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Question: How far left is Obama?

David Remnick: I think the notion that Barack Obama is a radical is preposterous. Henry Louis Gates, Jr., who is quoted in my book as saying that the only radical thing, the only true radical thing about Barack Obama is that he’s African-American. And I think that’s true. That his politics are center/center-left, they come out of the tradition of the Democratic Party. In many ways they are continuations of lines taken by the Clinton Administration. You know, look at the healthcare bill itself. This is a more modest healthcare bill than many proposed by others. He got what he could get and he succeeded. Look at the so-called radical nuclear arms treaty just signed with the Russians. There’s a lot of criticism on the right saying, Barack Obama is giving away our security. He is stripping us of our capacity to project strength in the world and to protect ourselves, and in fact, the great left-winger Ronald Reagan was far more radical when it came to nuclear arms policy.

Remember, Rekjavik in the period, I think Gorbachev-Reagan period were those two men who were intent on reducing nuclear stockpiles to nothing. And here we’ve reduced it by a third. I mean, the notion that Barack Obama somehow came out of a radical cauldron in Chicago and somewhere in his desk drawer, in the Resolute Desk in the Oval Office is a copy of Marx and Gramsci and Lenin is just obscene. It’s ridiculous. And there are just too many elements in the media and in politics trying to stoke these fires for those absurd notions to disappear.

Question: Will the Republicans win in the midterm elections?

David Remnick: It’s very difficult to see. Look, I think there is a legitimate conservative opposition, as you would expect. Of course that’s going to happen. There’s going to be a legitimate Republican opposition, there’s going to be battles. What concerns me is not that so much. What concerns me deeply is the outer edges of it and the nature of the outer edges of it, and the way the outer edges are provoked by certain politicians and certain parts of the internet and television, cable television and all the rest. And the end result of some of that kind of ugliness can be beyond our reckoning; really beyond our reckoning. And I don’t want to be too alarmist of it, but I remember, for example, in Israeli politics during Yitzhak Rabin’s time, when the far right there stirred things up to such a degree that the political atmosphere in certain quarter became quite literally murderous.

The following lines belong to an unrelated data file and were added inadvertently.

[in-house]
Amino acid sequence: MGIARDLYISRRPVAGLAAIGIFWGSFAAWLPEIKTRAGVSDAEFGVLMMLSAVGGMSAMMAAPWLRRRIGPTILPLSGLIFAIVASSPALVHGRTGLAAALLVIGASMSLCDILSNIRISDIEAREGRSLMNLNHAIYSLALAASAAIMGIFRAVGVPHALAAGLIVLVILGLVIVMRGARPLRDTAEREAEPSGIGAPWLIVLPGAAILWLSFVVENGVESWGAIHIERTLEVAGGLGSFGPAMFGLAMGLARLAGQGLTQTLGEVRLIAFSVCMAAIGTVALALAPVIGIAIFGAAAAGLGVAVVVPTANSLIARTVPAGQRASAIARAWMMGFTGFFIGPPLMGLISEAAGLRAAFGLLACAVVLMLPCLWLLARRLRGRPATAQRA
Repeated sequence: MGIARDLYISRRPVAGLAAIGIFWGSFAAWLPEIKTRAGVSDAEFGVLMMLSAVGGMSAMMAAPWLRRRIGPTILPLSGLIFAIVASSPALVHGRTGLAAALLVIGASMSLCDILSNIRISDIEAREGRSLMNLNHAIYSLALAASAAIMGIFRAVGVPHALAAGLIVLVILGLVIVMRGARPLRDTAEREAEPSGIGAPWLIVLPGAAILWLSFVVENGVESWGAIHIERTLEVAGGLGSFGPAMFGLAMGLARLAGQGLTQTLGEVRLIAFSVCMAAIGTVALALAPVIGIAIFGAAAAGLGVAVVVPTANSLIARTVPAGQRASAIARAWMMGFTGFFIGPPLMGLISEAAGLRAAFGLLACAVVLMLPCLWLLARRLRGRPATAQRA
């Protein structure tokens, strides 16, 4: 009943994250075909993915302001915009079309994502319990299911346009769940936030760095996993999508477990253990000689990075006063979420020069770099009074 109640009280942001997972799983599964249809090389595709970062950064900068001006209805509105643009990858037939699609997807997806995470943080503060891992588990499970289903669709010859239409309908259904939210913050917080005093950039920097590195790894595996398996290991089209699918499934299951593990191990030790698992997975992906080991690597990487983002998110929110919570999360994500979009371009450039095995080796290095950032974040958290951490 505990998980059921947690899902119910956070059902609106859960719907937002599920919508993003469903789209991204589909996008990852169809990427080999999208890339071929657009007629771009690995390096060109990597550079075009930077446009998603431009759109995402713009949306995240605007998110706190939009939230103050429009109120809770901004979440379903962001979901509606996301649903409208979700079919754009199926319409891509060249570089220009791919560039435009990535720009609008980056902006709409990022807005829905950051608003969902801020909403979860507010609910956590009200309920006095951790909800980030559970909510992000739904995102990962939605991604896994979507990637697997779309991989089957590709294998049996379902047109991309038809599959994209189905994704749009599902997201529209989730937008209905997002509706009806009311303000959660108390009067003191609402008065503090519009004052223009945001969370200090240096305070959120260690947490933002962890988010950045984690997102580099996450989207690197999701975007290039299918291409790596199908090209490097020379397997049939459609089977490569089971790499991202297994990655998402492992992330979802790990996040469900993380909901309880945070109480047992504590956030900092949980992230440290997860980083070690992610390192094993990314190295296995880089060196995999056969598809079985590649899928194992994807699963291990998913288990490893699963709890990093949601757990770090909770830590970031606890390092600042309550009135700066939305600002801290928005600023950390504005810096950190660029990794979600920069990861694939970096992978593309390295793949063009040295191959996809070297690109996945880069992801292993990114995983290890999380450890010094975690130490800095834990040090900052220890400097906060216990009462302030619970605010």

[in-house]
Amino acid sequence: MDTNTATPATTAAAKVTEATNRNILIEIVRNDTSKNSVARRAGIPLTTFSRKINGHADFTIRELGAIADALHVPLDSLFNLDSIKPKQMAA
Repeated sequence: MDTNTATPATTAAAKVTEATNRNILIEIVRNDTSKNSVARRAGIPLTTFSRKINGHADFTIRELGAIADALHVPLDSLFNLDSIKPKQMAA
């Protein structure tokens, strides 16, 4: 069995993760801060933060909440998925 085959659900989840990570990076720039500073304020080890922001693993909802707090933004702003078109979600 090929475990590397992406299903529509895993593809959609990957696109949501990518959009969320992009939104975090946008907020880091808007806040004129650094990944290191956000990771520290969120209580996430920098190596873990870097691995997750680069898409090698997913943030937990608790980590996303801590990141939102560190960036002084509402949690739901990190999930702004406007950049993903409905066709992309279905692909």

So, I think we need to be very careful about lumping everybody together in, even the Tea Party Movement. I might not agree with any of it, but the extremes of it are really alarming.

Recorded on April 9, 2010

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